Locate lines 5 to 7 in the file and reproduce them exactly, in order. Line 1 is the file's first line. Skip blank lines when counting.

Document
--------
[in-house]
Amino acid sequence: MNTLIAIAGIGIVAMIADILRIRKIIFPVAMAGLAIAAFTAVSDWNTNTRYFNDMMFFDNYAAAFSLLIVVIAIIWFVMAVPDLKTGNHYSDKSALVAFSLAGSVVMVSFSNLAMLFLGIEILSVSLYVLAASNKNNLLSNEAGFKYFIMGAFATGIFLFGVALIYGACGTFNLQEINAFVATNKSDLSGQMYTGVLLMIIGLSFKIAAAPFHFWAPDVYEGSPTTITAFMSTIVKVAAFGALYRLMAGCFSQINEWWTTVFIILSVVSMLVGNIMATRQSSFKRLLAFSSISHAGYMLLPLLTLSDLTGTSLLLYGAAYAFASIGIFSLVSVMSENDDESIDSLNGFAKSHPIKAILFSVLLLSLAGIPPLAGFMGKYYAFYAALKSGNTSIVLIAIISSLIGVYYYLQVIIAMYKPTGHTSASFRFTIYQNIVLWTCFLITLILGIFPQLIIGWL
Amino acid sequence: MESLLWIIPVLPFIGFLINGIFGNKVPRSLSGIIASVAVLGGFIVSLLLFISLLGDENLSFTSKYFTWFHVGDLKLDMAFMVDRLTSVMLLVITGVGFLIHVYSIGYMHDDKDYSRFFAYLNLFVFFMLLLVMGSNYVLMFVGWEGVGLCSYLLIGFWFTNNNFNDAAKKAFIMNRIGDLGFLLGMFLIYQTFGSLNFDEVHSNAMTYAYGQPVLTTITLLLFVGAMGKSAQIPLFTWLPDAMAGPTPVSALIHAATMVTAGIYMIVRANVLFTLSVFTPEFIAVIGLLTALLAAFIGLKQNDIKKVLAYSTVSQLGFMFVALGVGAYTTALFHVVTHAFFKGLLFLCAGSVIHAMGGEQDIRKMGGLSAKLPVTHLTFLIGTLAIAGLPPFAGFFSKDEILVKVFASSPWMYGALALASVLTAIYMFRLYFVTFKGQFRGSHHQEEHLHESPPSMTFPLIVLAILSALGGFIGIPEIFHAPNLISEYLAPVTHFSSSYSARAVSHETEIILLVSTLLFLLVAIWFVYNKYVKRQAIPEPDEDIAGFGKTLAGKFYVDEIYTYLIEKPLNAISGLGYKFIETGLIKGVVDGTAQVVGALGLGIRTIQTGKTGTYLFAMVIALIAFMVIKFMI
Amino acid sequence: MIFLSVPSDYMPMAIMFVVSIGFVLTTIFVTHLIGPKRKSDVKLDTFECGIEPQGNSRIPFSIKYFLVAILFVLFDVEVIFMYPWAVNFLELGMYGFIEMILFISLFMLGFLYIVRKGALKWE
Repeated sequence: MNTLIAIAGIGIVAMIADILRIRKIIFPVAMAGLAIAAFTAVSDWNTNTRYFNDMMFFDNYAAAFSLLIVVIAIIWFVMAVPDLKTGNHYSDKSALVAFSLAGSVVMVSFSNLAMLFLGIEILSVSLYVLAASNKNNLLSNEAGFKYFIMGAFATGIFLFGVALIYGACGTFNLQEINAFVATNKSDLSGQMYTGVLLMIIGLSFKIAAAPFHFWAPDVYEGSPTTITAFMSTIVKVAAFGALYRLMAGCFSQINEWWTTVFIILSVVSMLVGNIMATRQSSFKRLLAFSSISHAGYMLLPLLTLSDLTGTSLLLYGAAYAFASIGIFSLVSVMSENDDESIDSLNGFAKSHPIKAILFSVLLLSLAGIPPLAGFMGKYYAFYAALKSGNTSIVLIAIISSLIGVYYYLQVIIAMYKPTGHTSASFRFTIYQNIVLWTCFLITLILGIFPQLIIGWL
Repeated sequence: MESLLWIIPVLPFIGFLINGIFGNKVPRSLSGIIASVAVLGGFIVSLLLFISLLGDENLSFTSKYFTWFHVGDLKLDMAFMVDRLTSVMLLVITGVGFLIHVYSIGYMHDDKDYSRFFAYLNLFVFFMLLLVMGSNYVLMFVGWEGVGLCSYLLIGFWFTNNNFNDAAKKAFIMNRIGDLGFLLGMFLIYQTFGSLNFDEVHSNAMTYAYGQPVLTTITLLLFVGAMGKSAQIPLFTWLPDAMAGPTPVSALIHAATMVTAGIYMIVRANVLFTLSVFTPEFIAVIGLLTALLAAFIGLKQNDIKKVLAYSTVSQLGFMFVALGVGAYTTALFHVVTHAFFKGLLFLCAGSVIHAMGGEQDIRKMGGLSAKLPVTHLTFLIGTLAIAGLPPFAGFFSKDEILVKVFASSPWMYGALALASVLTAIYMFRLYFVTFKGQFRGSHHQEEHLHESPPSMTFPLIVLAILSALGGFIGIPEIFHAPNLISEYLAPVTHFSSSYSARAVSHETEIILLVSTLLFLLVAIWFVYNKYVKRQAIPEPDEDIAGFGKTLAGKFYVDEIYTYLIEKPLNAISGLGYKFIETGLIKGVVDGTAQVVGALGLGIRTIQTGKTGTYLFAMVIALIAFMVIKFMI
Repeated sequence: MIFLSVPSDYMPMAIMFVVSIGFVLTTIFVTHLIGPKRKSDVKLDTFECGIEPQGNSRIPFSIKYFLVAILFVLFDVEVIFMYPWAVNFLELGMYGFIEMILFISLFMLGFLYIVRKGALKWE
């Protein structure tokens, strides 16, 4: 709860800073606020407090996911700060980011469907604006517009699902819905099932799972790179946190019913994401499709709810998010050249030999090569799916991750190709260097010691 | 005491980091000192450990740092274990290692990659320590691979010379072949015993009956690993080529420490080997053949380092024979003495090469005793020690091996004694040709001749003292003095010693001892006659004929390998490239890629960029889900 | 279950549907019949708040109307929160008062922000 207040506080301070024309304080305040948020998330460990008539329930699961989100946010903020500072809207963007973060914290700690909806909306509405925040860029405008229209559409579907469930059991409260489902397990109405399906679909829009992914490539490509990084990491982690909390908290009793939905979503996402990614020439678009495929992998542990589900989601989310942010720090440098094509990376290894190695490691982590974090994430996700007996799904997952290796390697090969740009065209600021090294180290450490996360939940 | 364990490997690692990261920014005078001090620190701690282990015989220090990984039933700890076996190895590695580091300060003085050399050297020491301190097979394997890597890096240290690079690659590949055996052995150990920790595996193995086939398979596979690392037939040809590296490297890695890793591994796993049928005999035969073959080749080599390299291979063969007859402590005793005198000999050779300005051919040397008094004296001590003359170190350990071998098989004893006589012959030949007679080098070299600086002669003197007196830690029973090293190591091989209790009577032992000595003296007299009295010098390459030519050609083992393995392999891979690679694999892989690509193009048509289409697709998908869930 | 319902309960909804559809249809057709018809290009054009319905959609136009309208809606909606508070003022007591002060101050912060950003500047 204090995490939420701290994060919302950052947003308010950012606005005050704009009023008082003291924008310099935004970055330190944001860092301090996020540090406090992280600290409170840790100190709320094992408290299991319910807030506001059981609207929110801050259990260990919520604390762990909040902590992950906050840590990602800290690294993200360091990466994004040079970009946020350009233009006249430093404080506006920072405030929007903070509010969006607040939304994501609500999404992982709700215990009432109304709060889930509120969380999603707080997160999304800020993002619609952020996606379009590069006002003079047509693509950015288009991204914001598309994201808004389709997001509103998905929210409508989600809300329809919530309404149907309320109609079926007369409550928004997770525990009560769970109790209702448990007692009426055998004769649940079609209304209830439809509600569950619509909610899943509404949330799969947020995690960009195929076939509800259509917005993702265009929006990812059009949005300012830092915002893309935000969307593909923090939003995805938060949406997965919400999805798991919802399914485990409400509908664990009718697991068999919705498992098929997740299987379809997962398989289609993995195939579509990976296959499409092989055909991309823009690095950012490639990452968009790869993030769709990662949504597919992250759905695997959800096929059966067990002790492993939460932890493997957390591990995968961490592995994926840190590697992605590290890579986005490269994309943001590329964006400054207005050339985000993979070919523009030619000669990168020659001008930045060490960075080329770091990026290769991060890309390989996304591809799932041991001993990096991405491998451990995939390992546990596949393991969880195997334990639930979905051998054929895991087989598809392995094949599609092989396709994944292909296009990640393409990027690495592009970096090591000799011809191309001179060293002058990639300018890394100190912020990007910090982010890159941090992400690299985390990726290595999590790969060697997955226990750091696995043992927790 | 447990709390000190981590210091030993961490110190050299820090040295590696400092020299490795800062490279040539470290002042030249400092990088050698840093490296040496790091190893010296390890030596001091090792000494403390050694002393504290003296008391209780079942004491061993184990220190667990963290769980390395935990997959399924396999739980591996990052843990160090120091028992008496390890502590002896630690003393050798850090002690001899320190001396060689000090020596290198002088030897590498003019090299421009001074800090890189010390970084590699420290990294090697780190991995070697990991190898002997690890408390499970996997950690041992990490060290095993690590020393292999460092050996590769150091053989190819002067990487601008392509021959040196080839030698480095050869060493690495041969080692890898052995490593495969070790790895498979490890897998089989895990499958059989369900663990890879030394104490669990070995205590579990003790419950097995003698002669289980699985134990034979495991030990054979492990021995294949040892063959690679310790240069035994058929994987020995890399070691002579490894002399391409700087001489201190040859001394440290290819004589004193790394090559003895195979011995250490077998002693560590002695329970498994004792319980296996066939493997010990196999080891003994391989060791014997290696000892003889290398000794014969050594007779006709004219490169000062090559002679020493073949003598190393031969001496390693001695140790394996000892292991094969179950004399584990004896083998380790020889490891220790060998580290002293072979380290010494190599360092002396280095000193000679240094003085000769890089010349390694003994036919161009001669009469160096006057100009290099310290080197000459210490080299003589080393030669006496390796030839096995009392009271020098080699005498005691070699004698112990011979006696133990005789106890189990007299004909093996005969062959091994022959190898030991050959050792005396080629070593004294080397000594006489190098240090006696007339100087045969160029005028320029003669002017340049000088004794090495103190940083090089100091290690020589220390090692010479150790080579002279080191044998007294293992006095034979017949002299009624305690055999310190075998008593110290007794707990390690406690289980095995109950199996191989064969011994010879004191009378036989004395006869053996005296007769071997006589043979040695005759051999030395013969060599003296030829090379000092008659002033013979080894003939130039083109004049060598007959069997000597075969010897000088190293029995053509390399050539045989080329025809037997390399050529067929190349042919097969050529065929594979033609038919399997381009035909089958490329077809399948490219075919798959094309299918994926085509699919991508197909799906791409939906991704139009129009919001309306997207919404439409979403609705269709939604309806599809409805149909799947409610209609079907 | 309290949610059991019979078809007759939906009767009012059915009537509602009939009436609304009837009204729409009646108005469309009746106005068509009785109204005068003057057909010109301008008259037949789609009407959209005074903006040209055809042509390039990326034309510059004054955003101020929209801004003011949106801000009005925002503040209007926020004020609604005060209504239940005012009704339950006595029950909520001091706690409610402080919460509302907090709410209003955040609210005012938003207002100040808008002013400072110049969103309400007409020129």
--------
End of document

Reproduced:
Repeated sequence: MNTLIAIAGIGIVAMIADILRIRKIIFPVAMAGLAIAAFTAVSDWNTNTRYFNDMMFFDNYAAAFSLLIVVIAIIWFVMAVPDLKTGNHYSDKSALVAFSLAGSVVMVSFSNLAMLFLGIEILSVSLYVLAASNKNNLLSNEAGFKYFIMGAFATGIFLFGVALIYGACGTFNLQEINAFVATNKSDLSGQMYTGVLLMIIGLSFKIAAAPFHFWAPDVYEGSPTTITAFMSTIVKVAAFGALYRLMAGCFSQINEWWTTVFIILSVVSMLVGNIMATRQSSFKRLLAFSSISHAGYMLLPLLTLSDLTGTSLLLYGAAYAFASIGIFSLVSVMSENDDESIDSLNGFAKSHPIKAILFSVLLLSLAGIPPLAGFMGKYYAFYAALKSGNTSIVLIAIISSLIGVYYYLQVIIAMYKPTGHTSASFRFTIYQNIVLWTCFLITLILGIFPQLIIGWL
Repeated sequence: MESLLWIIPVLPFIGFLINGIFGNKVPRSLSGIIASVAVLGGFIVSLLLFISLLGDENLSFTSKYFTWFHVGDLKLDMAFMVDRLTSVMLLVITGVGFLIHVYSIGYMHDDKDYSRFFAYLNLFVFFMLLLVMGSNYVLMFVGWEGVGLCSYLLIGFWFTNNNFNDAAKKAFIMNRIGDLGFLLGMFLIYQTFGSLNFDEVHSNAMTYAYGQPVLTTITLLLFVGAMGKSAQIPLFTWLPDAMAGPTPVSALIHAATMVTAGIYMIVRANVLFTLSVFTPEFIAVIGLLTALLAAFIGLKQNDIKKVLAYSTVSQLGFMFVALGVGAYTTALFHVVTHAFFKGLLFLCAGSVIHAMGGEQDIRKMGGLSAKLPVTHLTFLIGTLAIAGLPPFAGFFSKDEILVKVFASSPWMYGALALASVLTAIYMFRLYFVTFKGQFRGSHHQEEHLHESPPSMTFPLIVLAILSALGGFIGIPEIFHAPNLISEYLAPVTHFSSSYSARAVSHETEIILLVSTLLFLLVAIWFVYNKYVKRQAIPEPDEDIAGFGKTLAGKFYVDEIYTYLIEKPLNAISGLGYKFIETGLIKGVVDGTAQVVGALGLGIRTIQTGKTGTYLFAMVIALIAFMVIKFMI
Repeated sequence: MIFLSVPSDYMPMAIMFVVSIGFVLTTIFVTHLIGPKRKSDVKLDTFECGIEPQGNSRIPFSIKYFLVAILFVLFDVEVIFMYPWAVNFLELGMYGFIEMILFISLFMLGFLYIVRKGALKWE